The comet NEOWISE is trending, but is it the first comet that took astronomy lovers’ minds? There were more of those even in the 21st century. Here is a list of the 5 great comets that appeared in our sky in the last 30 years. What is a great comet and when is the next one? All you need to know is here!
What is a great comet?
There is no official definition for this phenomenon. Often, comets that are bright enough to be noticed by the naked eye and are well-known outside the astronomical community, can be called great.
There are three criteria that a comet has to fulfill in order to be a great comet:
- A large and active nucleus;
- A close approach to the Sun;
- A close approach to the Earth.
Although usually, comets are named after their discoverers, names of great comets contain the year they became great, for example The Great Comet of 1811. When you use Star Walk 2 for the comet observation, type the name of the comet you’re looking for or the year of discovery in the search field (e.g. 2020 or NEOWISE), and you’ll be able to follow its track in the sky.
The Great Comet of 1996 or Comet Hyakutake
Comet Hyakutake (or C/1996 B2) was discovered on January 30, 1996, by the Japanese amateur astronomer Yuji Hyakutake. At the time of its discovery, the comet was shining at a magnitude of 11.0. In March 1996, the comet’s approach to the Earth was one of the closest for the last 200 years. The Hyakutake had the longest known tail for a comet, was exceptionally bright, and easy to gaze at with an unarmed eye. According to the comet’s orbital period forecast, it won’t be back to the inner Solar System for 70000 years.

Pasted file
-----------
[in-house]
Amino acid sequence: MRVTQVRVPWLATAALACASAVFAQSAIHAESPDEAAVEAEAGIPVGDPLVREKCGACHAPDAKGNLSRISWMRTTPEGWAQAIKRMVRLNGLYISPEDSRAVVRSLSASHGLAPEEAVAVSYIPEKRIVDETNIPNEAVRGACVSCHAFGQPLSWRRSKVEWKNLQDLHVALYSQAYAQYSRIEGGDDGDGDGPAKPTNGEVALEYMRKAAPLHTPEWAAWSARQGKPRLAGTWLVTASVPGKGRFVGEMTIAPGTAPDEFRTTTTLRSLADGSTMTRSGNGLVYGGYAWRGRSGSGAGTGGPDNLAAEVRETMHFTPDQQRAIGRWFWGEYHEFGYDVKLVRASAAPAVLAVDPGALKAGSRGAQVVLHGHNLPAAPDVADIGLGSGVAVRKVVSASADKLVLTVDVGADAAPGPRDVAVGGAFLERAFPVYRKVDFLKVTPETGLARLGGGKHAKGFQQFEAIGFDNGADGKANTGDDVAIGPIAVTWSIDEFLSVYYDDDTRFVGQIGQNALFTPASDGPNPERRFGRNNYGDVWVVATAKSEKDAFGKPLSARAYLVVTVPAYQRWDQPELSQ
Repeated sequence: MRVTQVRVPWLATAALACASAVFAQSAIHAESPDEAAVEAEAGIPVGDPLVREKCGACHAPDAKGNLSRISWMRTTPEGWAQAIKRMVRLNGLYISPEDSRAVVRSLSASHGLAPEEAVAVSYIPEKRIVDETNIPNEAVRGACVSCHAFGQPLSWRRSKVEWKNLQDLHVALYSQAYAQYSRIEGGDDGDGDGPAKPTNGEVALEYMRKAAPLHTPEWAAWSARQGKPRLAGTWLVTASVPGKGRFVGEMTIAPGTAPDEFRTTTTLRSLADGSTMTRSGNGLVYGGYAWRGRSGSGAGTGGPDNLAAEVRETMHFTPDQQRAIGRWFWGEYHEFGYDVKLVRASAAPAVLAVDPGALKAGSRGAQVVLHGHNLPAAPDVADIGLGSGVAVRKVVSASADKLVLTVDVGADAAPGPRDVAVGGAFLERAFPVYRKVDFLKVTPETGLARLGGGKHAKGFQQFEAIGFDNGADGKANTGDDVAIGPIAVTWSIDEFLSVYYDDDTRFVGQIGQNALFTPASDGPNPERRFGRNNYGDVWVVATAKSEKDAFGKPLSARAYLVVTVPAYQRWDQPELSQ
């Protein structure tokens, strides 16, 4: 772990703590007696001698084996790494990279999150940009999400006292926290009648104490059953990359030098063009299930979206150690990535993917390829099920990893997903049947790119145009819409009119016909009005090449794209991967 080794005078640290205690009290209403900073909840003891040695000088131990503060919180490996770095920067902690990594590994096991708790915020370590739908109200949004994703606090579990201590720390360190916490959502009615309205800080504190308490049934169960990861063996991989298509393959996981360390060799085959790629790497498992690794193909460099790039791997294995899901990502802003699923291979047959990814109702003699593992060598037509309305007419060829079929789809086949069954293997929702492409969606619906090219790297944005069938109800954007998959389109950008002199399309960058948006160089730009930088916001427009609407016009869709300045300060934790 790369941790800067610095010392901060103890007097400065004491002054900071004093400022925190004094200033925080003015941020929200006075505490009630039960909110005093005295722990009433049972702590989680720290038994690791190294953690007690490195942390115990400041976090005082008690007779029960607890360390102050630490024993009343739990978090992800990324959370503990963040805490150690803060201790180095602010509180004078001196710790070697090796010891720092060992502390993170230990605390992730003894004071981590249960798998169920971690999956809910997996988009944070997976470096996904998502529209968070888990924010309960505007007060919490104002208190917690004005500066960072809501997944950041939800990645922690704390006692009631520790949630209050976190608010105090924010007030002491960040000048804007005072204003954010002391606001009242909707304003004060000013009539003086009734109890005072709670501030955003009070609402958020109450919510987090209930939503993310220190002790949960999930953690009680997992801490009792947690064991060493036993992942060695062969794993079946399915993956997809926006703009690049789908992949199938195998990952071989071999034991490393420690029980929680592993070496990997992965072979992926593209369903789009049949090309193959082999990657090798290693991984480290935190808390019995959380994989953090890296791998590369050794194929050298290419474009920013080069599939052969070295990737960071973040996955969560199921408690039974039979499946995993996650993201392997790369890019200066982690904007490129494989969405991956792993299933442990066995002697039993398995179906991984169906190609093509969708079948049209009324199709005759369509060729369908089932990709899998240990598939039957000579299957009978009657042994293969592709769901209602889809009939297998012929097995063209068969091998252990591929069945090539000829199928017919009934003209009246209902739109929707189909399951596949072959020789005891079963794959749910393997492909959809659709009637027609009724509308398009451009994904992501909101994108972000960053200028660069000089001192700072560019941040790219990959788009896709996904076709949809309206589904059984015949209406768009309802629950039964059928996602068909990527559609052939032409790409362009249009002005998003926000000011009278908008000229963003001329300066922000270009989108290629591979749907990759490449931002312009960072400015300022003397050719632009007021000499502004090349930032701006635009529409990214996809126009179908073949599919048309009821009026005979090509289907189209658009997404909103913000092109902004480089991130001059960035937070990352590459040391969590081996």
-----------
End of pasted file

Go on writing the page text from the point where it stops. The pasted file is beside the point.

The Great Comet of 1997 or Comet Hale–Bopp
Comet Hale-Bopp (or C/1995 O1) was discovered independently 25 years ago, on July 23, 1995, by two American observers, Alan Hale and Thomas Bopp. The comet had an apparent magnitude of 10.5 and its orbital position was calculated as 7.2 AU from the Sun. It was seen by a naked eye for an amazingly long period — 18 months, which is twice more than the previous record that was set by The Great Comet of 1811.
The Great Comet of 2007 or Comet McNaught
The first great comet of the 21st century (C/2006 P1) was caught in the sky on August 7, 2006, by British-Australian astronomer Robert H. McNaught. It was easy to gaze at with a naked eye in the Southern Hemisphere in January and February, 2007. The comet shined vividly as the second brightest for since 1935.
The Great Comet of 2013 or Comet ISON
Frankly, this comet only could be called a great one. It was discovered on September 21, 2012, by two amateur astronomers from Russia. At this time, the object’s apparent magnitude was around 19.0. Comet ISON had a preliminary orbit that was very similar to The Great Comet of 1680. Although there were multiple forecasts that it will become one of the brightest one in decades, even brighter than the Moon, it never became visible enough.
On November 28, 2013, the comet didn’t survive the perihelion and disintegrated due to the Sun’s heat.
Comet C/2020 F3 (NEOWISE)
Unlike the comet ISON, C/2020 F3 has successfully passed its perihelion on July 3. The main question here: can we call this comet a great one? It is already one of the brightest comets in the Northern Hemisphere since Comet Hale–Bopp and has been widely observed by many stargazers as it is perfectly seen with a naked eye. It also has been considered by Seiichi Yoshida and Farmer’s Almanac as a possible great comet, and NASA noted that it could become known as a great comet.
Regarding detailed information about this amazing comet — we already published an article about C/2020 F3, [click here] to learn more.
On July 23, we’ll celebrate not only the 25th anniversary of the Hale-Bopp comet discovery, but also the closest approach of NEOWISE to the Earth. It will occur on July 23, 2020, 01:14 GMT, at a distance of 0.69 AU (103 million km). Don’t miss the chance to see this beautiful comet — it might be the last one in the closest future!
Upcoming Great Comets
If we consider NEOWISE as a great comet, then there have been 5 great comets over the last 30 years. These comets are rare enough — on average, a great comet appears once in a decade and individually a comet’s orbital period can go beyond several thousand years. According to the statistics, there will be no new great comet any sooner.